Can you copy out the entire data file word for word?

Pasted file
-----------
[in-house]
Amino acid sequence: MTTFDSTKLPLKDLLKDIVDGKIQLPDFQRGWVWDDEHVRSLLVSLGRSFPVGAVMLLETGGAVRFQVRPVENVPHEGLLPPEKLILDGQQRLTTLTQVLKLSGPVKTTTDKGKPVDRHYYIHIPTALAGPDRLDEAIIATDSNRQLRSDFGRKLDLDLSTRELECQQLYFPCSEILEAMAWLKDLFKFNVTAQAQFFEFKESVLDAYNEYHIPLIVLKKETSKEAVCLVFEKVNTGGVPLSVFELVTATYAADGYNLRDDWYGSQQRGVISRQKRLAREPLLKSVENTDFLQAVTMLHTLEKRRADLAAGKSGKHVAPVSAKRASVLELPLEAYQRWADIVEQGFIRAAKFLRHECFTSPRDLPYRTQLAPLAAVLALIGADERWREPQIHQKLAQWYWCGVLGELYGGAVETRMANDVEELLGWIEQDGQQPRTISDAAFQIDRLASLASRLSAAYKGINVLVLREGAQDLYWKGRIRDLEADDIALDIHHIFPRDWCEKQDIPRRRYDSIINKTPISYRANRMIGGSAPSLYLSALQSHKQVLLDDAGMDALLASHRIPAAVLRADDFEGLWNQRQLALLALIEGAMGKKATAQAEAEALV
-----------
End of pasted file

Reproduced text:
[in-house]
Amino acid sequence: MTTFDSTKLPLKDLLKDIVDGKIQLPDFQRGWVWDDEHVRSLLVSLGRSFPVGAVMLLETGGAVRFQVRPVENVPHEGLLPPEKLILDGQQRLTTLTQVLKLSGPVKTTTDKGKPVDRHYYIHIPTALAGPDRLDEAIIATDSNRQLRSDFGRKLDLDLSTRELECQQLYFPCSEILEAMAWLKDLFKFNVTAQAQFFEFKESVLDAYNEYHIPLIVLKKETSKEAVCLVFEKVNTGGVPLSVFELVTATYAADGYNLRDDWYGSQQRGVISRQKRLAREPLLKSVENTDFLQAVTMLHTLEKRRADLAAGKSGKHVAPVSAKRASVLELPLEAYQRWADIVEQGFIRAAKFLRHECFTSPRDLPYRTQLAPLAAVLALIGADERWREPQIHQKLAQWYWCGVLGELYGGAVETRMANDVEELLGWIEQDGQQPRTISDAAFQIDRLASLASRLSAAYKGINVLVLREGAQDLYWKGRIRDLEADDIALDIHHIFPRDWCEKQDIPRRRYDSIINKTPISYRANRMIGGSAPSLYLSALQSHKQVLLDDAGMDALLASHRIPAAVLRADDFEGLWNQRQLALLALIEGAMGKKATAQAEAEALV